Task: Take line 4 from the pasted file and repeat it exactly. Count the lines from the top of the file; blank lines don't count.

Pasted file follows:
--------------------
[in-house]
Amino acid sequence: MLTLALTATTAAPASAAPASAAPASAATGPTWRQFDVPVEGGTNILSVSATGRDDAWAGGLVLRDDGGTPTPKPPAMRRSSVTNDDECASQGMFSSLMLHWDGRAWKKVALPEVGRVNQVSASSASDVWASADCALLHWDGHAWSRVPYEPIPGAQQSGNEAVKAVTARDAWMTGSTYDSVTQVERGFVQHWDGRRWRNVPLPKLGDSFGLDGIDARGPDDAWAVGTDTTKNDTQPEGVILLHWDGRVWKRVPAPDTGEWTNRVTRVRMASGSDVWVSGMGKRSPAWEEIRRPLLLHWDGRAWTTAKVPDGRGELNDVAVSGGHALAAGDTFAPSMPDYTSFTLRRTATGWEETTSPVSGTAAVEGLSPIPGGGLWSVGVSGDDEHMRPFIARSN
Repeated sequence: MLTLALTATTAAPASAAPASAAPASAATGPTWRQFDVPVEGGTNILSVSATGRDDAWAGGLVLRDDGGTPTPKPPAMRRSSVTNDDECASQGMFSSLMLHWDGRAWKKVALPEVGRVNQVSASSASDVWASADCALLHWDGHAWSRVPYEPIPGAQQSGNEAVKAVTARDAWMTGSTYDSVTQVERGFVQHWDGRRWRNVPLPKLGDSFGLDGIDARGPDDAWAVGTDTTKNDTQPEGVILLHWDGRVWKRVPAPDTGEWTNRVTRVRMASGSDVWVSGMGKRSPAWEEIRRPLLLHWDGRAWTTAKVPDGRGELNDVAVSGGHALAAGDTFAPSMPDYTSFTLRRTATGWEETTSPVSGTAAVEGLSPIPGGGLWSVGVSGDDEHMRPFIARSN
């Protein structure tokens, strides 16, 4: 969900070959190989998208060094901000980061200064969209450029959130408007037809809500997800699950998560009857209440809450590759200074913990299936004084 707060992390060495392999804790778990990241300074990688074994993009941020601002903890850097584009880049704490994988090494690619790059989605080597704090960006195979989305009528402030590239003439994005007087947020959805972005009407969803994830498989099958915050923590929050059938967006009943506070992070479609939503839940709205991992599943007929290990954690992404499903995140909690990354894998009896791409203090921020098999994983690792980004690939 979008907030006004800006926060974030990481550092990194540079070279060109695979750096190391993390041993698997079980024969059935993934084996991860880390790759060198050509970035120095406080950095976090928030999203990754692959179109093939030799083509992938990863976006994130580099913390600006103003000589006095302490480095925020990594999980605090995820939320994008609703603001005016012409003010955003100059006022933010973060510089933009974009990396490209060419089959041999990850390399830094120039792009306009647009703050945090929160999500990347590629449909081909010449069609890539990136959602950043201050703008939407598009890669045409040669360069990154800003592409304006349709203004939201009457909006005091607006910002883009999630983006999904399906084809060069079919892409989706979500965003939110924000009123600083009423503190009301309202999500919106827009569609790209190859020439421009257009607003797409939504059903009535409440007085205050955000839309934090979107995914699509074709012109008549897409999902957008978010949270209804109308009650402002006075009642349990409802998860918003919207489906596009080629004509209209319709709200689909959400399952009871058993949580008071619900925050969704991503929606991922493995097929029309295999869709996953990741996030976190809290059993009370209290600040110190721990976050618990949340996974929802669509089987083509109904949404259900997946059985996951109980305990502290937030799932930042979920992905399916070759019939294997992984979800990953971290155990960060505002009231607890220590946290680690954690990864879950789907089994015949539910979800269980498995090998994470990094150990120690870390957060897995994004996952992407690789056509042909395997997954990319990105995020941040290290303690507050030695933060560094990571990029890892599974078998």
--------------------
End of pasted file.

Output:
């Protein structure tokens, strides 16, 4: 969900070959190989998208060094901000980061200064969209450029959130408007037809809500997800699950998560009857209440809450590759200074913990299936004084 707060992390060495392999804790778990990241300074990688074994993009941020601002903890850097584009880049704490994988090494690619790059989605080597704090960006195979989305009528402030590239003439994005007087947020959805972005009407969803994830498989099958915050923590929050059938967006009943506070992070479609939503839940709205991992599943007929290990954690992404499903995140909690990354894998009896791409203090921020098999994983690792980004690939 979008907030006004800006926060974030990481550092990194540079070279060109695979750096190391993390041993698997079980024969059935993934084996991860880390790759060198050509970035120095406080950095976090928030999203990754692959179109093939030799083509992938990863976006994130580099913390600006103003000589006095302490480095925020990594999980605090995820939320994008609703603001005016012409003010955003100059006022933010973060510089933009974009990396490209060419089959041999990850390399830094120039792009306009647009703050945090929160999500990347590629449909081909010449069609890539990136959602950043201050703008939407598009890669045409040669360069990154800003592409304006349709203004939201009457909006005091607006910002883009999630983006999904399906084809060069079919892409989706979500965003939110924000009123600083009423503190009301309202999500919106827009569609790209190859020439421009257009607003797409939504059903009535409440007085205050955000839309934090979107995914699509074709012109008549897409999902957008978010949270209804109308009650402002006075009642349990409802998860918003919207489906596009080629004509209209319709709200689909959400399952009871058993949580008071619900925050969704991503929606991922493995097929029309295999869709996953990741996030976190809290059993009370209290600040110190721990976050618990949340996974929802669509089987083509109904949404259900997946059985996951109980305990502290937030799932930042979920992905399916070759019939294997992984979800990953971290155990960060505002009231607890220590946290680690954690990864879950789907089994015949539910979800269980498995090998994470990094150990120690870390957060897995994004996952992407690789056509042909395997997954990319990105995020941040290290303690507050030695933060560094990571990029890892599974078998």